Many of us have fallen in love with what I respectfully describe as graphic representations. It’s a broad category that for me encompasses everything from single-frame comic strips to a timeline of work accomplished for a client.
As much as I would like for a few moments to delve into the graphic beauty and intellect of my favorite comic strips– The Far Side, Calvin and Hobbes, Bloom County, and others– another is as near and dear to my heart. The timeline that makes money.
Track Me, Baby!
Any Mac user who tracks task and project time for a client knows the value of good old fashioned time tracking. For me, one of the best methods of time tracking is the timeline method that comes with the Mac app Timelime .
It’s one thing to have a list of tasks and projects and a time associated with each when presenting a bill to a client, but it’s something else again to view all the details of a day– tasks, projects, non-billable time, and a calendar and chart which graphically represent all the details.
Clearly, Timelime is not your father’s task tracker.
Captured task and project data can be displayed as pure eye candy but in ways that are visually meaningful (clients love this kind of thing; it’s easy to digest).
Switch between charts with a click to Timing, Pie, Bar, or Line to visualize selected data. Wait. Selected data? How do you get the data to chart in the first place?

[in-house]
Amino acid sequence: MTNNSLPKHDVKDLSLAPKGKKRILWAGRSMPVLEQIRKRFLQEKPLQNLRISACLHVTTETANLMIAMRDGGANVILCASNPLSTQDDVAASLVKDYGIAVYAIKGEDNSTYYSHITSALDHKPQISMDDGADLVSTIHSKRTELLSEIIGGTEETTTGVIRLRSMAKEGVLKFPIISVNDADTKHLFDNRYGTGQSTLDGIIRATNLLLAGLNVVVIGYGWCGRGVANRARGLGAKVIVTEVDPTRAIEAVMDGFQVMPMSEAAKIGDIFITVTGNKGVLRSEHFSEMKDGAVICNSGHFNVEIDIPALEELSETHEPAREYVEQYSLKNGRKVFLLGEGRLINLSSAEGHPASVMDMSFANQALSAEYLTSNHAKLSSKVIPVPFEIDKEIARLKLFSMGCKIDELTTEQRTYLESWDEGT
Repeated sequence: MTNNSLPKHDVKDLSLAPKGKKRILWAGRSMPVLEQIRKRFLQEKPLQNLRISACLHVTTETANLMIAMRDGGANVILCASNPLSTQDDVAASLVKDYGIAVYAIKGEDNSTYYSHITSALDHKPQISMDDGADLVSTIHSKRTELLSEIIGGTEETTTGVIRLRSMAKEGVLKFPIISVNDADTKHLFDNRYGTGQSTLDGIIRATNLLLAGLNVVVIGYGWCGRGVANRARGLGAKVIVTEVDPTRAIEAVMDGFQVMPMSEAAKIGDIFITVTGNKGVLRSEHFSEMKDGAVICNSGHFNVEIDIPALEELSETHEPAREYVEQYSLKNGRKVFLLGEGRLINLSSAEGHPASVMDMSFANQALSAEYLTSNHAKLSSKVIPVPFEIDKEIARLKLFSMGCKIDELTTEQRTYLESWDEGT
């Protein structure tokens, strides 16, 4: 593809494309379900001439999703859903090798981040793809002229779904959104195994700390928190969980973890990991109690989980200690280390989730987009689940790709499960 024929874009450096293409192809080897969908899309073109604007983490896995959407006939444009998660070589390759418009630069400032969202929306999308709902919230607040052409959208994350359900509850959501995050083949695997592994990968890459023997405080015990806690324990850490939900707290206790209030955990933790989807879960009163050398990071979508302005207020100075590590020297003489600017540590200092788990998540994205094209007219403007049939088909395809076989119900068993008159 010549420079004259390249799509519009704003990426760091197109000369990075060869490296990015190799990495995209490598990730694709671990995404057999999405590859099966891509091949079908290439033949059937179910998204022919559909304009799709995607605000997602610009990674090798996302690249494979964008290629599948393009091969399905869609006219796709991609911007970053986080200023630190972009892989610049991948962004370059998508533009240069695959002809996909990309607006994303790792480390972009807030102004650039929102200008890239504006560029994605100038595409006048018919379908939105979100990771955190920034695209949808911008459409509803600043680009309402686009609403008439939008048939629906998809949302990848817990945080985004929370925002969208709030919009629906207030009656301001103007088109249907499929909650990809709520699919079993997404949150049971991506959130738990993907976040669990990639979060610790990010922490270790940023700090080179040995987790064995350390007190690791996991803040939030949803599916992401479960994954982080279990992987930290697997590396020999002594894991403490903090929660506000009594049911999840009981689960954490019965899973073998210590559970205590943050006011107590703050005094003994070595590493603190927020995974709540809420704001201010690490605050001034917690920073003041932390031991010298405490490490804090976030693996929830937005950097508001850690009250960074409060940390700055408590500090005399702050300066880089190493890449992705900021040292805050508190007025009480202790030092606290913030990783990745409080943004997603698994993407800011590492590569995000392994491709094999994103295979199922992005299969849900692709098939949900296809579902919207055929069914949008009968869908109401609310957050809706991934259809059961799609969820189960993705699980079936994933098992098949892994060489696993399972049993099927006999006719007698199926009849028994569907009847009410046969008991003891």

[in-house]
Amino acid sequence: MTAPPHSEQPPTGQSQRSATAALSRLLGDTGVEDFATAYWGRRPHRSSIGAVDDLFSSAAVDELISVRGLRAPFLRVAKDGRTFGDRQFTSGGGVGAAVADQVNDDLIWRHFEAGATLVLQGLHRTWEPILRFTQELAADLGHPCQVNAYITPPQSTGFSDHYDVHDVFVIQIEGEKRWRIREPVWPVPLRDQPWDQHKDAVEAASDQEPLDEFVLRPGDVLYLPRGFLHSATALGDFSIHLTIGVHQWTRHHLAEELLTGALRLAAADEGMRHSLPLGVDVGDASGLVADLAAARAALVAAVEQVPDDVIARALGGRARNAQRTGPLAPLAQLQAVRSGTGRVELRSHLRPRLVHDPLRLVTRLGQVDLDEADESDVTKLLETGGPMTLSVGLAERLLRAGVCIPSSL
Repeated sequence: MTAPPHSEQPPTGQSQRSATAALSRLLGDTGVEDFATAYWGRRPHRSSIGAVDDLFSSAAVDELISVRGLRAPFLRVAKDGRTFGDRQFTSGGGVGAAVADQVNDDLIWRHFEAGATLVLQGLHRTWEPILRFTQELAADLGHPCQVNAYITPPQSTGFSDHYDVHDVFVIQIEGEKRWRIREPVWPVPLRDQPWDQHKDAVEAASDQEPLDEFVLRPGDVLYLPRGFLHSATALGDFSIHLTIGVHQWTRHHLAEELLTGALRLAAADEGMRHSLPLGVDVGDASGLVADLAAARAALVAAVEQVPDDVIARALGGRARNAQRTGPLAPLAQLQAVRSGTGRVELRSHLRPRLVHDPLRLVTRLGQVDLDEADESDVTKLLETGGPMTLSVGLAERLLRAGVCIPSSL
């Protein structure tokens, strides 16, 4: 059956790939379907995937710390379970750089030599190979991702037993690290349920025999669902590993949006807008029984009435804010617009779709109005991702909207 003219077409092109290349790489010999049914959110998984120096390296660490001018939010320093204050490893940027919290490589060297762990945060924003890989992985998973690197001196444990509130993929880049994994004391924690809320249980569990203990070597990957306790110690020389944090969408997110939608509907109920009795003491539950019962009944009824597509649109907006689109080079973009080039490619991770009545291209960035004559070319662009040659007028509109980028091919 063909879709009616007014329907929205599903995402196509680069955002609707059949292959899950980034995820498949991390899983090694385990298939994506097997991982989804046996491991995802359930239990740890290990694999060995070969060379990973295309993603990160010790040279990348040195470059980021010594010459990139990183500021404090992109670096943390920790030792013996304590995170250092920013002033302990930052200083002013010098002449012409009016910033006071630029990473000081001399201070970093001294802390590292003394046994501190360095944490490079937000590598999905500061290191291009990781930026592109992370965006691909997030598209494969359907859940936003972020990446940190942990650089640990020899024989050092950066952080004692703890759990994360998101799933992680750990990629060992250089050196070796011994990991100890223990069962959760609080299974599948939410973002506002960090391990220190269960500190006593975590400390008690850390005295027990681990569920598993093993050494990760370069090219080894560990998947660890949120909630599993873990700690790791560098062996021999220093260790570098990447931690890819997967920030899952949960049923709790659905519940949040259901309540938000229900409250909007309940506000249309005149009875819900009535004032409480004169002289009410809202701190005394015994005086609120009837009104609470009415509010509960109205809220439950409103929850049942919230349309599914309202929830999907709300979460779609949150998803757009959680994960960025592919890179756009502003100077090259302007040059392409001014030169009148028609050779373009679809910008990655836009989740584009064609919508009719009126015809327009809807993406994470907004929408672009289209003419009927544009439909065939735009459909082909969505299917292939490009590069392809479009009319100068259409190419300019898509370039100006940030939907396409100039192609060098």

That’s the fun part.
From the Mac’s Menubar you can setup and track individual tasks, check on details of each, and even realign them as a schedule for the day. Tasks can be grouped by drag and drop. Add notes to each task or timing, and then view the whole shebang in the calendar view.
As much as I love the eye candy of charting options, this, the Calendar view, is my favorite.
Why go to such trouble simply to track tasks and projects?
That’s a no-brainer for those of us who bill clients so we get paid for our work. Tracking tasks within projects and presenting them in an attractive chart or calendar is a good way to see exactly what happened to each day, where projects may have gone wrong, and why specific tasks and projects can be cost justified.
So, independent contractors and freelancers will love Timelime, but it’s also perfect for a few other groups of Mac users, including students who need to track time, and anyone else who wonders where the day went and why there is so much more month left over at the end of their money.
Timelime also has a lengthy list of options to sync data between devices using iCloud or Dropbox, and export data in a number of file formats good for invoicing apps. If your work life is on your Mac then Timelime is a bargain. The only negative– and it’s a big one– is that we’re using mobile devices as much as notebook and desktop Macs these days, and there is not– repeat, not– an iOS version of Timelime.